Welcome to the first entry in the 2012 blog of the MMAP travels and experience at the Lady Willingdon Hospital (LWH) in Manali, Himachal Pradesh, India. After 8 months of fundraising and generating awareness of the LWH at UQ and in the Brisbane community, we have finally arrived to Manali and are settling into our 4-week, first-year medical elective. We’re hoping to update this blog a few times a week about our activities here, our musings, and particular things we find interesting and noteworthy about our experience. This first entry is a cumulative effort, describing our first week in India.
After a whirlwind of final first-year exams, packing and traveling, we arrived in New Delhi on Oct 22 – all in one piece, and thankfully with all of our luggage in tow! Our impression of Delhi is that it is hot, over-crowded and polluted – there is really no other way to describe it. The city is a complete contradiction of beauty amongst the poverty. While we walked and drove (in auto-rickshaws!) through a huge milieu of rich and poor communities ram shackled together, we were able to appreciate spectacular monuments such as the Jama Mashjid Mosque, which was built by Shah Jaham (same man who built the Taj Mahal), and see views of the city, including the Red Fort.
After a day in Delhi, we caught an overnight bus to Manali, arriving around 7am. Since it was so early, a lot of the town was sleeping, and we had a bit of fun finding the hospital (commonly known as the mission hospital in Manali). Our first impressions of LWH were amazing – it was such a sanctuary compared to the hustle-and-bustle of New Delhi and even the opening of storefronts in the main mall of Manali. We were lucky enough to meet another medical student from Melbourne while we were moving into our rooms, so she made the transition much easier for us. Unfortunately, she was finishing up her elective in the hospital, so we were only able to enjoy her company for a few days.
Here’s a bit about the hospital. The LWH is a Christian institution, which serves the greater Manali area (located in the Kullu district of Himachal Pradesh). Dr. Phillip Alexander is the senior doctor and superintendent, but unfortunately he and his wife, Dr. Anna Alexander (an internist), were away for our first week leaving a diminished patient load for the remaining doctors. We quickly learned the routine of the hospital – morning rounds begin in the ICU (1-4 patients only), and then go through other wards of the hospital before the outpatient clinic opens at 10:30 am. Throughout the day, most patients are seen in the outpatient department while more urgent cases are seen in the emergency department. Many patients are from the Manali/Kullu area, however, there are quite a number of tourists who seek treatment – Manali is a tourist mecca for many Indian couples on their honeymoon! Surgeries are performed on Tuesdays and Thursdays and we’re told that the number of surgeries will increase once Dr. Phillip returns – although the boys were able to observe a full hysterectomy (with ovarian teratomas) on our first day.
While we are all learning so much, we are bemoaning the fact that we didn’t learn Hindi before we arrived. All of the doctors and most of the nursing staff speak English, but unfortunately most of the patients don’t, meaning that all of the consults are performed in Hindi making it difficult to follow. Luckily, charts are written in English so we can read up on cases, but understanding Hindi would have made the process a lot easier. So far, the most useful Hindi we’ve learned is “teek hai”, with an associated head bob (http://en.wikipedia.org/wiki/Head_bobble), which means “okay, no problem”.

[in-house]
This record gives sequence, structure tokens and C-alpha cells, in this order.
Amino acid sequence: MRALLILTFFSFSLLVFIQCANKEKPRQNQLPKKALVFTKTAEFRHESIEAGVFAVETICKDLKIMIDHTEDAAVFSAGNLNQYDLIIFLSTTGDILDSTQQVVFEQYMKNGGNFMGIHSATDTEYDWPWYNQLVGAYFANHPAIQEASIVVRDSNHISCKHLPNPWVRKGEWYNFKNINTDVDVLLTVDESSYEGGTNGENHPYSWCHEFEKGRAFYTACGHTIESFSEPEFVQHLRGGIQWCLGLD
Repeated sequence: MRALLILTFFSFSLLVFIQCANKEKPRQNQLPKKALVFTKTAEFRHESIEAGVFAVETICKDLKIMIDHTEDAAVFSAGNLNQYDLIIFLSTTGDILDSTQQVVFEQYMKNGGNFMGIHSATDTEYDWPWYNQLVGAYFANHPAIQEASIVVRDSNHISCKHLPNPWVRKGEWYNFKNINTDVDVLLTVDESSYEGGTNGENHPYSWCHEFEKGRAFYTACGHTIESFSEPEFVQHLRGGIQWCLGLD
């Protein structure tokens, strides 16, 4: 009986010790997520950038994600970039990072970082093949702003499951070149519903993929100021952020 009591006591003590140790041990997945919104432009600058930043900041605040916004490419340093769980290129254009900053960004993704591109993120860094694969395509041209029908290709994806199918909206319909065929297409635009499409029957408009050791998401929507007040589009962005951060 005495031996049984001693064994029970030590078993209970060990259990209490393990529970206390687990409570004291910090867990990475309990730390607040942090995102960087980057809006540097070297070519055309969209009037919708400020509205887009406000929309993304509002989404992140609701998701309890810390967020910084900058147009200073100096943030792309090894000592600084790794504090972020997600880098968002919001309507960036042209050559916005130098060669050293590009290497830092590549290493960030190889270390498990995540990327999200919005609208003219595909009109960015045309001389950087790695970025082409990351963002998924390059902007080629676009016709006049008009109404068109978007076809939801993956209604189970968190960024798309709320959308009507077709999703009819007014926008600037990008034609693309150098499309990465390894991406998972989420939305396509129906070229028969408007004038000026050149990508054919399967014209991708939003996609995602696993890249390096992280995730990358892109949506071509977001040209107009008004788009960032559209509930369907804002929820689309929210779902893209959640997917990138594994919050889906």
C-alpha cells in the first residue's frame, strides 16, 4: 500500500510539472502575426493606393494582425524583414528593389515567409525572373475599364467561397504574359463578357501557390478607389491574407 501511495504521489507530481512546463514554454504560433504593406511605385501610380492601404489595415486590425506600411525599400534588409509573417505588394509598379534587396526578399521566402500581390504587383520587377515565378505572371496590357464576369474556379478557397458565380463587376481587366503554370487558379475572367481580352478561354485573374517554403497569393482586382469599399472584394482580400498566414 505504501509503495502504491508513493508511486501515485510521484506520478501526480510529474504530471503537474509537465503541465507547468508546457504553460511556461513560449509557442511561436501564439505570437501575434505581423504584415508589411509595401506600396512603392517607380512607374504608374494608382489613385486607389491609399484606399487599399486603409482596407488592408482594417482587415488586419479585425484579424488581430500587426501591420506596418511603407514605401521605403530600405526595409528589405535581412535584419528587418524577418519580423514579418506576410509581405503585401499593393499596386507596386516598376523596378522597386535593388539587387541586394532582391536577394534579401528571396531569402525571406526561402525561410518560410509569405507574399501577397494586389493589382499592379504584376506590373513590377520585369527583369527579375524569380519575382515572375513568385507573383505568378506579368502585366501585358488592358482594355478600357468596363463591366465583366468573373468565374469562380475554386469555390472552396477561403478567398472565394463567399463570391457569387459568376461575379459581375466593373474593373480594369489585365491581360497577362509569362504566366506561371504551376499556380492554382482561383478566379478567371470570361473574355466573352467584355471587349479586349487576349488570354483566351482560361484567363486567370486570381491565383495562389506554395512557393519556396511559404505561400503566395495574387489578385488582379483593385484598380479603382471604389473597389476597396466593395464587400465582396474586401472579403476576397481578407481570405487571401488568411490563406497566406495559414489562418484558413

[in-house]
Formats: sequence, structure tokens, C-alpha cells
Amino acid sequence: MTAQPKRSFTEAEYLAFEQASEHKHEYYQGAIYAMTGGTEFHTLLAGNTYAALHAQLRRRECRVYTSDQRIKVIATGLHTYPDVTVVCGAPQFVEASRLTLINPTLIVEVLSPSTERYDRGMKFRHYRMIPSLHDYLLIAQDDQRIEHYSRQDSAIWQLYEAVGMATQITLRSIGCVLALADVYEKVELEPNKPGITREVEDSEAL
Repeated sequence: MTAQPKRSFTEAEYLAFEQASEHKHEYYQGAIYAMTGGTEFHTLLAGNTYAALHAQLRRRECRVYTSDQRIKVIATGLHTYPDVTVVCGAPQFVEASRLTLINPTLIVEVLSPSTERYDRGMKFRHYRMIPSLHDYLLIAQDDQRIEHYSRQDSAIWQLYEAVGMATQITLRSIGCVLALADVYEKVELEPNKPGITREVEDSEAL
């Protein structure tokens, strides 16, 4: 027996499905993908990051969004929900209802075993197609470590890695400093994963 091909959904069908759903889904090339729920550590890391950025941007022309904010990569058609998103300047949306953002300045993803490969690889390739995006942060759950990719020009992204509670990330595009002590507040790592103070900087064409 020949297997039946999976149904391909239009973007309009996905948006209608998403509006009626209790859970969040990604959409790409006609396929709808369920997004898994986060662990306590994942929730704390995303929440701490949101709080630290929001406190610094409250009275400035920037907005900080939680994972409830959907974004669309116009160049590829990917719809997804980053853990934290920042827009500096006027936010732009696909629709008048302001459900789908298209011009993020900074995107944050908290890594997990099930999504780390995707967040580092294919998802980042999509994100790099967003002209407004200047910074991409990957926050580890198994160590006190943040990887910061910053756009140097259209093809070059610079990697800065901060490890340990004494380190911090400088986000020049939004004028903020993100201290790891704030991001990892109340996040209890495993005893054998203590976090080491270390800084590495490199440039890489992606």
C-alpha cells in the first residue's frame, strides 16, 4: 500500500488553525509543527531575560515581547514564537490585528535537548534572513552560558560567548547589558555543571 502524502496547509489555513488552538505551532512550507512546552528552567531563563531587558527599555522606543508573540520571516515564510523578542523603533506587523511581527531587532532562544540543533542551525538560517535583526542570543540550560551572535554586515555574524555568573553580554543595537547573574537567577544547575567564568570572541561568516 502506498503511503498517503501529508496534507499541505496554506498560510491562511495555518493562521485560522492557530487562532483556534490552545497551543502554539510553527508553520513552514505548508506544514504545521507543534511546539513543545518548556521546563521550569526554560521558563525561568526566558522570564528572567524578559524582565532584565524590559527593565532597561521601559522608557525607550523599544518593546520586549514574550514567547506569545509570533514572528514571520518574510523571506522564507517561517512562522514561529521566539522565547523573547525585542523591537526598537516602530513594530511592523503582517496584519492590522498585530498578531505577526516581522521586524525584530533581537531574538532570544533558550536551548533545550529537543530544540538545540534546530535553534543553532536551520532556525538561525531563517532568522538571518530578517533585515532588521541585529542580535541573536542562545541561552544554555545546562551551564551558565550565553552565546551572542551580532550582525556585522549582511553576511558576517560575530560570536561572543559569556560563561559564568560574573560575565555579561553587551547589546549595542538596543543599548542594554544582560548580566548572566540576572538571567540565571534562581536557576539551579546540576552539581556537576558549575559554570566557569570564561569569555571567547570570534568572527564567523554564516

On our first Saturday, we traveled to LWH’s satellite clinic in Jibhi (approximately 3 hours from Manali) along very thin and windy roads – we were very grateful for our fantastic driver! Jibhi was a wonderful experience and luckily we’ll be able to go again before we leave. The scenery was breathtaking, but we were definitely confronted with the realities of rural health in India. We met one of the community health workers, who seemed to do everything in the clinic: patient registration, vital signs, ECG, X-rays, running the pharmacy, assisting with examinations, etc. It was incredible watching her work. She had a 2-year-old daughter who hung out in the clinic as well who was fun to play with on our breaks from observing the doctors, although it was humbling to see her play with a calculator for lack of her own toys.
Of the patients we saw in the Jibhi clinic, it was interesting to see how social constructs played into medicine. In that community, many of the women participate in manual labour and were therefore the patients complaining of aches, pains and arthritis. We saw many women with unresolved broken bones that they had just continued to work through. Also, we were able to see a few cases of advanced tuberculosis – both pulmonary and extra-pulmonary. Many patients first seek ayurvedic (traditional) medicine or make sacrifices to the gods, meaning that many diseases have progressed to advanced stages before medical treatment is sought. In addition to this, trust in the medical system and adherence to medical treatment is lacking, leading to many problems in continuing care of chronic conditions. Jibhi was definitely an eye-opening experience.
We’re now into our second week at the Lady Willingdon Hospital, and will be sure to update you all on our progress!!